Sara, luckily, had three. She called them her team, three daughters in four years, and they helped her out with e-v-e-r-y-t-h-i-n-g. Goodness knows she needed it, with her communal responsibilities and her job and her eight children, bli ayin hara. Bassie, her oldest, must be 14, nearly 15, by now.

Almost 15, and I hardly got to see her. I felt a pang. I was proud of Sara and her husband Menachem, they were idealistic and passionate and doing a great job, but I just wished they would be able to get away to visit more frequently.


Bassie was the perfect solution!

The more I thought about the idea, the more I liked it. Bassie would come for a week or two before Pesach. I would have an extra pair of hands and treat her to a great time. And I’d get to know my oldest granddaughter, whom I barely got to see. She could even stay for the first days, meet her cousins, and spend time with the aunts she barely saw.

I couldn’t wait to call Sara back, but I had to wait till she’d get back from work. I wanted to share my idea with someone, though. I called Nachum, and of course, he thought it was a great idea, too.

“So I can look for tickets?” I pressed him.

“I think you should wait to speak to Sara first,” he cautioned. I agreed, but then headed to the computer. I wouldn’t actually book anything, but it couldn’t hurt to look.

I’d been checking travel sites for half an hour when my phone pinged. I looked down; it was another one of those clips of Biden stumbling. I tsked — what was the country coming to! Then I looked at my watch. In another two hours, Sara would probably be back from work.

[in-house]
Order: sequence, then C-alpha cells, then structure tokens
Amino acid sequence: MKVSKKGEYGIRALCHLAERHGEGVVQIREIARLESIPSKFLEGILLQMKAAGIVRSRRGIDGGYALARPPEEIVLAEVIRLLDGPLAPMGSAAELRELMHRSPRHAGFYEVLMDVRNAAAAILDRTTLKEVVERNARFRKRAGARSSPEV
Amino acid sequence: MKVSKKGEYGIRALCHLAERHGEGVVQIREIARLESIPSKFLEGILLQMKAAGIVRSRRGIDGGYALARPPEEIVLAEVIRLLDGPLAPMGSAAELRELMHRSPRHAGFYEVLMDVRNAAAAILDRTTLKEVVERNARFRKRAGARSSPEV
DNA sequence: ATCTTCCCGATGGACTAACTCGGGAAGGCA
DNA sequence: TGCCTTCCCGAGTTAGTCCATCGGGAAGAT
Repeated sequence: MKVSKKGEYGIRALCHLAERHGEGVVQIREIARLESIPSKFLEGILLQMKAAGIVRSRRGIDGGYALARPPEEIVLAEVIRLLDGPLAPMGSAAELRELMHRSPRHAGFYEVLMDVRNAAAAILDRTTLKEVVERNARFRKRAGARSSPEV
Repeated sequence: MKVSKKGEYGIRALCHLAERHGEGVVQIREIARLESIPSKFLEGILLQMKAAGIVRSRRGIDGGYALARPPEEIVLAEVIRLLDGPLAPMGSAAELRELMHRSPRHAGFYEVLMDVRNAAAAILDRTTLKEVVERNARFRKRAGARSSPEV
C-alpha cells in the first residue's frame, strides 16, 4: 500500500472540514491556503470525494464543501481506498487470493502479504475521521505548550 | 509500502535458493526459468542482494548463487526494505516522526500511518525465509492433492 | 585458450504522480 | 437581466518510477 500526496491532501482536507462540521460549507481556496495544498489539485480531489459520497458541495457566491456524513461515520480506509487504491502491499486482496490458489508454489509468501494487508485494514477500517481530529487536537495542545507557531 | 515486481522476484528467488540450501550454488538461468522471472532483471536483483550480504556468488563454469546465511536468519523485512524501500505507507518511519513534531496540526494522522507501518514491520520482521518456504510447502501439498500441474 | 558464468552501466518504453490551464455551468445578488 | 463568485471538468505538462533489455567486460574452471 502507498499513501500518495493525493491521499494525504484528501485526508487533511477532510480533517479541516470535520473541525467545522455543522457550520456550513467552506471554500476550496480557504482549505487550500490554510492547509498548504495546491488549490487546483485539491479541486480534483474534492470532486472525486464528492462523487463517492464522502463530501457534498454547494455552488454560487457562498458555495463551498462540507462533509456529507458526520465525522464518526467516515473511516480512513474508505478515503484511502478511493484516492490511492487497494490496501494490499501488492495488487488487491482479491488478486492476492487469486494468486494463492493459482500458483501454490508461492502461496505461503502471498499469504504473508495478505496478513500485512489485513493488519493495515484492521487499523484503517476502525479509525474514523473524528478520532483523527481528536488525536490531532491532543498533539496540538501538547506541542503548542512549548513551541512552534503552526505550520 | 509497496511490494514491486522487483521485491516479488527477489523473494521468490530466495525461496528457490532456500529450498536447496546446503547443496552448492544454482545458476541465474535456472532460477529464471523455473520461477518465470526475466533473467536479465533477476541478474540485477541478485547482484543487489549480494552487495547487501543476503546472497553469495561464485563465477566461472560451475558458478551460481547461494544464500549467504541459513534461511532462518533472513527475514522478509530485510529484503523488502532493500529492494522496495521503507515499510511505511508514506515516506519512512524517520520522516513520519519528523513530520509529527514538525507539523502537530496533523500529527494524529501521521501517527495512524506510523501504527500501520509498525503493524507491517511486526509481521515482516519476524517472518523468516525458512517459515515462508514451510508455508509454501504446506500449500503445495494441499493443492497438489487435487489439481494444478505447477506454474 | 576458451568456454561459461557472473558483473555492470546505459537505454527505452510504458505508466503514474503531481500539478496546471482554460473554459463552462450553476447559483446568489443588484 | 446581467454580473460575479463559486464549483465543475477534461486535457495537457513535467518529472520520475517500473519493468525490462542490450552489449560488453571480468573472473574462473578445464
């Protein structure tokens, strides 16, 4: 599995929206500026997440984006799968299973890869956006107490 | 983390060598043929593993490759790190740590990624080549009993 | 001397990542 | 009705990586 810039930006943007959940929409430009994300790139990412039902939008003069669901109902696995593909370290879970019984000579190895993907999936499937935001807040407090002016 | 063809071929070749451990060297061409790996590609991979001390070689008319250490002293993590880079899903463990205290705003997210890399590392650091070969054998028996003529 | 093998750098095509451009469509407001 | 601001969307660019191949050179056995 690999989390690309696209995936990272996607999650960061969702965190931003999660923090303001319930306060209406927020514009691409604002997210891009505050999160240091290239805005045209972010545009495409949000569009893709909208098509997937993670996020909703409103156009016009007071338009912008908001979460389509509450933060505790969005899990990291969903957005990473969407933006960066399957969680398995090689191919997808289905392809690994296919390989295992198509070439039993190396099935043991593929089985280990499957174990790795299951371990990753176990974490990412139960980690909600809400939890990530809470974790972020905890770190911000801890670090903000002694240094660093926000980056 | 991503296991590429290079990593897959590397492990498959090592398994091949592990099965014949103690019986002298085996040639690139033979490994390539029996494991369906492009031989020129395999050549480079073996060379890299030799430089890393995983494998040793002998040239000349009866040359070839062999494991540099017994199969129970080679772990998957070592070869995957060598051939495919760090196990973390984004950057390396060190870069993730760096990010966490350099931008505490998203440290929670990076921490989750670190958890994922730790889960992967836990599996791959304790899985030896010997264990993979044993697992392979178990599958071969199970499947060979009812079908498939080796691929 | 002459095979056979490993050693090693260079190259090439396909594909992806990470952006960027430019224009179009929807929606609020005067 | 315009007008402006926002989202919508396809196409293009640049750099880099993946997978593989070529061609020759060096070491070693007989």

When I finally tried her, it was Bassie herself who answered her mother’s phone.

“Hi, Bubby. Mommy’s coming, just a minute. How are you?”

That girl was such a sweetheart. “Bassie, I’m so happy you picked up. I’m actually calling because I had a great idea, and it’s got to do with you,” I said. I was so excited, and I knew she’d be also. “You know what? Let me speak to Mommy, and she can tell you about it. I think you’ll love it!”

“Hello? Hi, Ma. Is everything okay?” Sara sounded harried.

“Sure, why shouldn’t it be? I just had an idea….”

“Oh. Just a second, Ma, it’s a little crazy here.” I heard her dispensing snacks and instructions over a babble of noise. “Okay, I’m with you. So what’s this idea about? You changed your mind; you want to come here for Pesach in the end?”

“No, but I had a better idea,” I said. “How about I pay for Bassie to fly in for a week or two, and she’ll help me out? I’m sure she’d enjoy it, and I know your girls are super helpful.”

I was surprised when Sara hesitated. I’d thought this was a no-brainer: a treat for Bassie, a help for me. Yes, Sara also needed help, but she had two other big girls at home; I was sure she could spare Bassie for a week or so.

Besides, I hated to make money a thing, but Nachum and I sent Sara a nice amount every year to help her make Pesach. I know she usually spent it on cleaning help — she preferred the extra hours of help to a new outfit or fancier meats at the Yom Tov table.

I was helping her out; surely she would reciprocate and send Bassie.

But Sara was strangely reluctant. “It sounds like a nice idea,” she said finally. “But I just don’t want to send Bassie away right now.”

AT first I thought maybe something was up, something I didn’t know about. Maybe Bassie had a fear of flying, maybe she was struggling with something and didn’t want to leave home for two weeks. But then I spoke to Bassie, who told me that she loved the idea and really wanted to come. She couldn’t understand why her mother wasn’t excited about it.